Q1 GDP beats expectations – Agriculture retreats on seasonality factors

Statistics South Africa (Stats SA) released the quarter one (Q1) Gross Domestic Product (GDP) figures for 2021, showing that the economy accelerated at an annualised rate of 4,6% (1,1% quarterly). This is better than the 2,5%-3% expected by many economists.

 Eight industries recorded positive growth in the first three months of the year, with the star performers being finance, mining and trade industries, achieving upticks of 7,%, 18,1%, and 6,2%, respectively.

The recent higher commodity prices and increasing global demand gave a good indication before the release that recovery from Covid-19 related impacts could be more pronounced than initially anticipated. Worth noting, and further adding impetus to the positive GDP number, was household consumption that jumped 4,7% in the same period under review. This comes a week after the country’s unemployment rate rose to a record 32,6%.

 Taking a look at the agricultural sector, agricultural GDP shrunk 3,2% and contributed -0,1% to GDP growth. This decrease was attributed mainly to the lower production of field crops and animal products. This was to be expected as the first quarter of the year is generally quiet on activity. A great deal of agricultural GDP is concentrated in field crops. The planting of summer crops, planting takes place after the first rains of the season, which is around October. Planting normally continues until January, with harvesting kicking off in May (April for early harvest).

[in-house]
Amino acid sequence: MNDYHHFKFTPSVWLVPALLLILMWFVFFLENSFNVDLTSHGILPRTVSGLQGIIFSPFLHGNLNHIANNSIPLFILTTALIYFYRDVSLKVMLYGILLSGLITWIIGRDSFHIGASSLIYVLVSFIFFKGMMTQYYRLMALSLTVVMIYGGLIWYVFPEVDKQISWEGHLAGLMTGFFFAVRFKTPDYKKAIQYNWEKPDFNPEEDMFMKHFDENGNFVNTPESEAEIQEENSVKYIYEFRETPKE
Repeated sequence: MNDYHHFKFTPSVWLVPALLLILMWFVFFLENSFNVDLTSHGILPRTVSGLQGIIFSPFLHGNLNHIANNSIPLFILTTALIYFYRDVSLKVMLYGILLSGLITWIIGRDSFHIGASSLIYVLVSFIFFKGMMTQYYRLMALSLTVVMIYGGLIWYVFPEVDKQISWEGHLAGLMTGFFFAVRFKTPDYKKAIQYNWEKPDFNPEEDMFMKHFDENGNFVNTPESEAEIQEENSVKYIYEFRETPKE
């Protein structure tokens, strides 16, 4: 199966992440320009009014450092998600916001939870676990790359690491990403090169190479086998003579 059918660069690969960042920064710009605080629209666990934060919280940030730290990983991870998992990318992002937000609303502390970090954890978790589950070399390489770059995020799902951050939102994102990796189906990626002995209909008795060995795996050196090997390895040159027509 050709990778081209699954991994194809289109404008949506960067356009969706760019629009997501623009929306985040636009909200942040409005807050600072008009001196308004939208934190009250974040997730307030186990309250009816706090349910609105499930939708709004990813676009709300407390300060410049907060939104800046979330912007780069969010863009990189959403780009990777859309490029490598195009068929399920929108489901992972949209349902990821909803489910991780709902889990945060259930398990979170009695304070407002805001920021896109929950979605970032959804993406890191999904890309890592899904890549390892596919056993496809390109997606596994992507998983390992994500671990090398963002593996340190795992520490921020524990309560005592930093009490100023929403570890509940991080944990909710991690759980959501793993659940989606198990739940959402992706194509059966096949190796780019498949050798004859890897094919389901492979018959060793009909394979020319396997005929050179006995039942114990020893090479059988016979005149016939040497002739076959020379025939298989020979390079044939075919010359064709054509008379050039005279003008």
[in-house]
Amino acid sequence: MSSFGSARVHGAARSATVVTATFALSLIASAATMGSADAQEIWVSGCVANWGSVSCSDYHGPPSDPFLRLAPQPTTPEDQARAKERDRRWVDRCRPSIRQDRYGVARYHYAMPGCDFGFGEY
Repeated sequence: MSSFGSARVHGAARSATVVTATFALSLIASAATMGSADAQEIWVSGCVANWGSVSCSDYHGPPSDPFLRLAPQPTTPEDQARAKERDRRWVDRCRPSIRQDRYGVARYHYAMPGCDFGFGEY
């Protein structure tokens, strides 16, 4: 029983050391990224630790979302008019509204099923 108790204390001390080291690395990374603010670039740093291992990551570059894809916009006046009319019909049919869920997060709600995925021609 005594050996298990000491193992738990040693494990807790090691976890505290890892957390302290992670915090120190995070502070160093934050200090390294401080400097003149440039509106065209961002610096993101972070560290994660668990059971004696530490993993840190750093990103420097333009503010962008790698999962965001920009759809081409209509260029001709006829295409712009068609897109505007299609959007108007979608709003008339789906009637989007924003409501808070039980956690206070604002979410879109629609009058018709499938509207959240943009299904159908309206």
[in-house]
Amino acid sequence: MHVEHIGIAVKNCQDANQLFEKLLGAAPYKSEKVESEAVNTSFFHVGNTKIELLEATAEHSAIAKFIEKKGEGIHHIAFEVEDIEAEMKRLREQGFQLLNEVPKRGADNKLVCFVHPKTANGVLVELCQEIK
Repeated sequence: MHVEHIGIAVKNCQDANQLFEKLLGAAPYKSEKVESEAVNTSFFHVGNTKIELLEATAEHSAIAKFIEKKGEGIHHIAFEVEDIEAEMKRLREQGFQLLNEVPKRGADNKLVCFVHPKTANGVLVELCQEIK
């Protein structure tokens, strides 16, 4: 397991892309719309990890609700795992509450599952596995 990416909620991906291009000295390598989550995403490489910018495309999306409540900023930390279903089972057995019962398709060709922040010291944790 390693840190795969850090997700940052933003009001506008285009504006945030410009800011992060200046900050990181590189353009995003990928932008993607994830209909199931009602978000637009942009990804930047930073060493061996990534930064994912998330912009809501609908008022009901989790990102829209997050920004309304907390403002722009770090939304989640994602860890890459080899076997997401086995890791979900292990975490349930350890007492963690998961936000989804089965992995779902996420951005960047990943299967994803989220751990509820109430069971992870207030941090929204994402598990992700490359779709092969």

Similarly, winter crops are planted mainly in the second quarter of the year and crops are limited in size compared to the summer crop. Harvesting usually occurs in the third and fourth quarters of the year. These seasonality factors underpin the lower GDP contribution.  The second quarter should see a rebound, particularly anchored on the positive yield estimates for summer crops.

 Animal production has also been negatively affected by the continuing drought in some pockets of the country and diseases in some other parts.  However, as herd rebuilding continues, a positive outcome can be expected during the latter part of the year.


Kulani Siweya

Agri SA Agricultural economist

(C) 084 018 6019

 Nicol Jansen

Chair of Agri SA’s Centre of Excellence: Economics

(C) 082 948 2629